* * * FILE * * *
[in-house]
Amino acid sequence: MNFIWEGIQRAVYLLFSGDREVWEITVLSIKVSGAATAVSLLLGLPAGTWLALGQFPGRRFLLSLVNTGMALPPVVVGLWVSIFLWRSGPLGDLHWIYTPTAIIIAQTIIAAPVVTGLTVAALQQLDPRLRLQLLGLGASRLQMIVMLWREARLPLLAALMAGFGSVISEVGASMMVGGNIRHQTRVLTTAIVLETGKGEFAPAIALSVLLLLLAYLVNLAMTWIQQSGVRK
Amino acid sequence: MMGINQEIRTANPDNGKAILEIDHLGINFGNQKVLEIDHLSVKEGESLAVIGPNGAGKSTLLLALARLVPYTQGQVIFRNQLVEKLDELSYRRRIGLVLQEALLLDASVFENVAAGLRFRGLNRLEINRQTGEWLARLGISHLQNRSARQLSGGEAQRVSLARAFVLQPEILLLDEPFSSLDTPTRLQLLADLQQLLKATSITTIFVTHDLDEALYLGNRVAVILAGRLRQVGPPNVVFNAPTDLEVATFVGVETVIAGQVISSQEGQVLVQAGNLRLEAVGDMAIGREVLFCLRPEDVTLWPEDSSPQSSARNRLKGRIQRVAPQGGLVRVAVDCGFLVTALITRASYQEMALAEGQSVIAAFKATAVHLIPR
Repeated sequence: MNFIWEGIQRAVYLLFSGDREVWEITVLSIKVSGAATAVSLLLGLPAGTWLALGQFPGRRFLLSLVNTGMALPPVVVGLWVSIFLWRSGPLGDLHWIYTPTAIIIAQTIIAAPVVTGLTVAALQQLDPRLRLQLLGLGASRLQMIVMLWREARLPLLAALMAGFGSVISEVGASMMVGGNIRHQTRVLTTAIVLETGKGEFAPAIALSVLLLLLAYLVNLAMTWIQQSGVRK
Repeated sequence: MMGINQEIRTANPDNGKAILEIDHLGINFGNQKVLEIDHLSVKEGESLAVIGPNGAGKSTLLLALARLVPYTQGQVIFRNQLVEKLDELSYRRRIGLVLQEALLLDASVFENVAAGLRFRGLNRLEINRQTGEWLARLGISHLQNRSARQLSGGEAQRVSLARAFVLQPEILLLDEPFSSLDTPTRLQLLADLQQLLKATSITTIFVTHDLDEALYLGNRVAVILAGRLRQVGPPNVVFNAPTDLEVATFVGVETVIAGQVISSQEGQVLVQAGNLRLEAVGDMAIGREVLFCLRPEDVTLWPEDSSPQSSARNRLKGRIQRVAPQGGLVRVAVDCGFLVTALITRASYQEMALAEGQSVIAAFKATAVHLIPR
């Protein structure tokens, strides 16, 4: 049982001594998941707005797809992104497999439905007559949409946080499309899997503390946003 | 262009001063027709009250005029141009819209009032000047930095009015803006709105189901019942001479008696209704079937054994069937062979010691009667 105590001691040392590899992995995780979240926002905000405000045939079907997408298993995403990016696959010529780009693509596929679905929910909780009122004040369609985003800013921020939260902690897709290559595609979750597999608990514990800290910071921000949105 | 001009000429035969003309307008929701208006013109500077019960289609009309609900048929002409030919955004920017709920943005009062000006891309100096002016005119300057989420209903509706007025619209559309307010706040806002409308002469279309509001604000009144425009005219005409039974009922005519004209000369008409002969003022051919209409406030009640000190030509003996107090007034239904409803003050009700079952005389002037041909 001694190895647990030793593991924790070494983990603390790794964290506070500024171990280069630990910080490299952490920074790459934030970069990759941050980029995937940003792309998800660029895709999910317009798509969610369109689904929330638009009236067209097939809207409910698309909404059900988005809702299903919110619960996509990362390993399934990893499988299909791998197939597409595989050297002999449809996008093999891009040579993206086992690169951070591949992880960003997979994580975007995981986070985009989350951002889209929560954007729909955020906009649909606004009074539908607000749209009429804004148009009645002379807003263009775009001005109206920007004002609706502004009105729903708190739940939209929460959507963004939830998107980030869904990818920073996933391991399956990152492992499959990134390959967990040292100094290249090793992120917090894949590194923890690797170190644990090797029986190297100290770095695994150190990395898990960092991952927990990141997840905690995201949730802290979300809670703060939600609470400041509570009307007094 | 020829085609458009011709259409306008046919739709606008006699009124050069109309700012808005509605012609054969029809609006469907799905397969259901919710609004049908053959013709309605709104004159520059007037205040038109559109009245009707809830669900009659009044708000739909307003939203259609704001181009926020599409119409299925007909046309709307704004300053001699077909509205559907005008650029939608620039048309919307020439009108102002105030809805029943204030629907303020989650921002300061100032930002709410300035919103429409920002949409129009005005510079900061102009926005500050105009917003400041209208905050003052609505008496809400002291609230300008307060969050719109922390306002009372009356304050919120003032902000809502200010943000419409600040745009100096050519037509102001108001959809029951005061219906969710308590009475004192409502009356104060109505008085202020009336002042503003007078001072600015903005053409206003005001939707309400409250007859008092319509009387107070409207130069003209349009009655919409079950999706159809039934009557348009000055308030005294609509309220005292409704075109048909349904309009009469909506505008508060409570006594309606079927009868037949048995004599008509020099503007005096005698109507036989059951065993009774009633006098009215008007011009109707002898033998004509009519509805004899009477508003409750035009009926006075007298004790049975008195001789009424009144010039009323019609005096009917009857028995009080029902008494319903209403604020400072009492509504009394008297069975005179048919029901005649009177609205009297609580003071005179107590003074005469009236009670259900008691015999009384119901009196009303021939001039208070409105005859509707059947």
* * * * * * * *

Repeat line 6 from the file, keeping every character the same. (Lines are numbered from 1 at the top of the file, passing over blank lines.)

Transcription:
């Protein structure tokens, strides 16, 4: 049982001594998941707005797809992104497999439905007559949409946080499309899997503390946003 | 262009001063027709009250005029141009819209009032000047930095009015803006709105189901019942001479008696209704079937054994069937062979010691009667 105590001691040392590899992995995780979240926002905000405000045939079907997408298993995403990016696959010529780009693509596929679905929910909780009122004040369609985003800013921020939260902690897709290559595609979750597999608990514990800290910071921000949105 | 001009000429035969003309307008929701208006013109500077019960289609009309609900048929002409030919955004920017709920943005009062000006891309100096002016005119300057989420209903509706007025619209559309307010706040806002409308002469279309509001604000009144425009005219005409039974009922005519004209000369008409002969003022051919209409406030009640000190030509003996107090007034239904409803003050009700079952005389002037041909 001694190895647990030793593991924790070494983990603390790794964290506070500024171990280069630990910080490299952490920074790459934030970069990759941050980029995937940003792309998800660029895709999910317009798509969610369109689904929330638009009236067209097939809207409910698309909404059900988005809702299903919110619960996509990362390993399934990893499988299909791998197939597409595989050297002999449809996008093999891009040579993206086992690169951070591949992880960003997979994580975007995981986070985009989350951002889209929560954007729909955020906009649909606004009074539908607000749209009429804004148009009645002379807003263009775009001005109206920007004002609706502004009105729903708190739940939209929460959507963004939830998107980030869904990818920073996933391991399956990152492992499959990134390959967990040292100094290249090793992120917090894949590194923890690797170190644990090797029986190297100290770095695994150190990395898990960092991952927990990141997840905690995201949730802290979300809670703060939600609470400041509570009307007094 | 020829085609458009011709259409306008046919739709606008006699009124050069109309700012808005509605012609054969029809609006469907799905397969259901919710609004049908053959013709309605709104004159520059007037205040038109559109009245009707809830669900009659009044708000739909307003939203259609704001181009926020599409119409299925007909046309709307704004300053001699077909509205559907005008650029939608620039048309919307020439009108102002105030809805029943204030629907303020989650921002300061100032930002709410300035919103429409920002949409129009005005510079900061102009926005500050105009917003400041209208905050003052609505008496809400002291609230300008307060969050719109922390306002009372009356304050919120003032902000809502200010943000419409600040745009100096050519037509102001108001959809029951005061219906969710308590009475004192409502009356104060109505008085202020009336002042503003007078001072600015903005053409206003005001939707309400409250007859008092319509009387107070409207130069003209349009009655919409079950999706159809039934009557348009000055308030005294609509309220005292409704075109048909349904309009009469909506505008508060409570006594309606079927009868037949048995004599008509020099503007005096005698109507036989059951065993009774009633006098009215008007011009109707002898033998004509009519509805004899009477508003409750035009009926006075007298004790049975008195001789009424009144010039009323019609005096009917009857028995009080029902008494319903209403604020400072009492509504009394008297069975005179048919029901005649009177609205009297609580003071005179107590003074005469009236009670259900008691015999009384119901009196009303021939001039208070409105005859509707059947």